Ultimately, our takeaway is simple: When a State involves itself in partnerships with other State- and non-State actors, thereby incurring a duty to ensure that this partner abides by IHL requirements, it cannot expect to be entirely dissolved of responsibility for foreseeable harms that follow as that relationship winds down.

A Duty to Prosecute Is Anyone Responsible for Releasing Detained ISIS Fighters?

A final question raised by the U.S.’ decision to withdraw is who, if anyone, might be responsible for the freeing and release of the at least 100 ISIS fighter suspects previously in detention.

As previously indicated, prior to withdrawal, Common Article 1 required that the U.S. ensure compliance by the Kurds with respect to their detention of ISIS fighters. Whether IHL authorizes trials by non-State forces remains disputed. Under one perspective, whether IHL authorizes particular non-State actors to establish courts to prosecute war crimes depends on the group’s level of organization and competence. This argument follows the “sliding scale” approach to non-State IHL obligations, according to which the better organized an armed group is, the more applicable IHL rules become for it. By contrast (p. 782), others contend that the principle of belligerent equality implies that non-State actors are generally authorized to form courts based on their own regulations. 

Given this disagreement, even before the withdrawal, the authority of the Kurds under IHL to prosecute ISIS fighters was uncertain, with differences remaining over whether the YPG and PYD (the main political group in Kurdish-held territory and political arm of the YPG) would qualify as sufficiently organized and institutionalized to establish courts. In any event, undisputed is that any courts formed by the YPG for trying war suspects were required to be “regularly constituted,” according to Common Article 3. Other Geneva Convention provisions, combined with the Additional Protocols, further insist that courts be independent, impartial, and afford basic guarantees. Overall, the resource-strained Kurdish courts appear to have fallen short (even as they have adopted some progressive-leaning practices). Courts in Kurdish-held territory have been characterized as lacking in independence from the PYD, and in need of qualified judges. Significant criminal process concerns have also surfaced as individuals have been tried without access to lawyers or on the basis of confessions.

But what is perhaps surprising is that it is not obvious that the Kurds had an obligation to prosecute ISIS fighters, or investigate possible war crimes — even presuming that they were authorized to hold trials. According to the ICRC, while States are always under a duty to investigate and prosecute war crimes, the same is not necessarily true of non-State actors. Rule 158 of the ICRC’s customary international law study — which sets forth a duty to investigate war crimes, and, if appropriate, prosecute perpetrators — refers only to States. It requires that States investigate war crimes committed either on their territory or by their nationals (or perhaps by persons over whom the State exercises universal jurisdiction). Admittedly, some limited recent practice indicates that non-State actors controlling territory might have an obligation to investigate and prosecute. For instance, the Goldstone Report (p. 509) found that any de facto authority that has government-like functions is under a duty to prosecute. But on the whole, support for a requirement incumbent upon the Kurds to set up courts and prosecute crimes committed by other parties is lacking. (Notably, YPG leaders may still be required to conduct trials of their own subordinates consistent with the doctrine of command responsibility.)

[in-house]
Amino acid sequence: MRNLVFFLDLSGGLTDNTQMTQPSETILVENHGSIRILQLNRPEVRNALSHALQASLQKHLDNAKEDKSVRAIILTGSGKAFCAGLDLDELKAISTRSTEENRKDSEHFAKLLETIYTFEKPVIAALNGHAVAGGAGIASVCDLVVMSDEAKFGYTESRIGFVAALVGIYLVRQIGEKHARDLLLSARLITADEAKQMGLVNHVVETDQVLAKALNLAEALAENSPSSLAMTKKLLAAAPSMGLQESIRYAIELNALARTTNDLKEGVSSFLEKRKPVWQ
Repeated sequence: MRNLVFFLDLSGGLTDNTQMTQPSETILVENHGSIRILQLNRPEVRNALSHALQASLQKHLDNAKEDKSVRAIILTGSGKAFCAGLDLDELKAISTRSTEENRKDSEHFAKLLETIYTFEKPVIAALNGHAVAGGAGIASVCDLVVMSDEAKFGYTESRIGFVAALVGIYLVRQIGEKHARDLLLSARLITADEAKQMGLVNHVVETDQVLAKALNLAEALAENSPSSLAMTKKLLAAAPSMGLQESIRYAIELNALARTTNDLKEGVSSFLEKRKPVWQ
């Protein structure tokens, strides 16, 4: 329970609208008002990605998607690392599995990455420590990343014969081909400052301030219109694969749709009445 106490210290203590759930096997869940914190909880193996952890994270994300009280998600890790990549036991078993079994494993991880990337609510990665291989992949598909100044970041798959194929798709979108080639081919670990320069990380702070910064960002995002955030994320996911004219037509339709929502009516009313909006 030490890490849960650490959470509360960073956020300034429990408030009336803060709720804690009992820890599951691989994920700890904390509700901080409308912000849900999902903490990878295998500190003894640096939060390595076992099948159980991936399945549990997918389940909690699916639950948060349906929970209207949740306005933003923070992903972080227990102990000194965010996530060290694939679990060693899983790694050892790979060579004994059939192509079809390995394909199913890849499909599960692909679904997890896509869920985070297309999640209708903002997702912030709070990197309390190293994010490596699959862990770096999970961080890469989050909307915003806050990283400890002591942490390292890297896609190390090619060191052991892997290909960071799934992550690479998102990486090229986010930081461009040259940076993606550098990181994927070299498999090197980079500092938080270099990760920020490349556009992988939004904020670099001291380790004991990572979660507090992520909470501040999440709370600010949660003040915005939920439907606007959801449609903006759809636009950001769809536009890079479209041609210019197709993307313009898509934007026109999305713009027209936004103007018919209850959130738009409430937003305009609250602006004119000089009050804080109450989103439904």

The two factors set forth in Rule 158 — territory and nationality — do nonetheless suggest that Syria and Turkey retain an obligation to prosecute ISIS suspects. But as neither factor applies to the U.S., it is seemingly absolved of responsibility. (Still, the U.S. has undertaken some efforts towards ISIS accountability, such as by removing two “high-value” detainees for prosecution in the U.S. or U.K.)

However, even where States, like the U.S., do not hold ISIS detainees directly, they may not be completely off the hook. In Resolution 2396 (2017), the UN Security Council reiterated that “all Member States shall ensure that any person who participates in the financing, planning, preparation or perpetration of terrorist acts or in support of terrorist acts is brought to justice.” This obligation is not as obviously limited with respect to territory and nationality as Rule 158, even as States have seemed to interpret it as such.

Pulling these strands together, who retains legal responsibility for ensuring the ISIS fighters in Kurdish detention are investigated and prosecuted remains a bit of a legal gray area. As the release of ISIS detainees in the wake of the U.S. withdrawal has underscored, there remains an urgent need for States to take measures to address the security and humanitarian issues associated with the detention of ISIS suspects by non-State actors. Options include the creation of international tribunals (as the Kurds have been advocating since at least last winter) and repatriating war criminals to States where they can face an appropriate legal process.

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Courts & Tribunals, Featured, General, International Criminal Law, International Human Rights Law, International Humanitarian Law, Middle East, Public International Law, Use of Force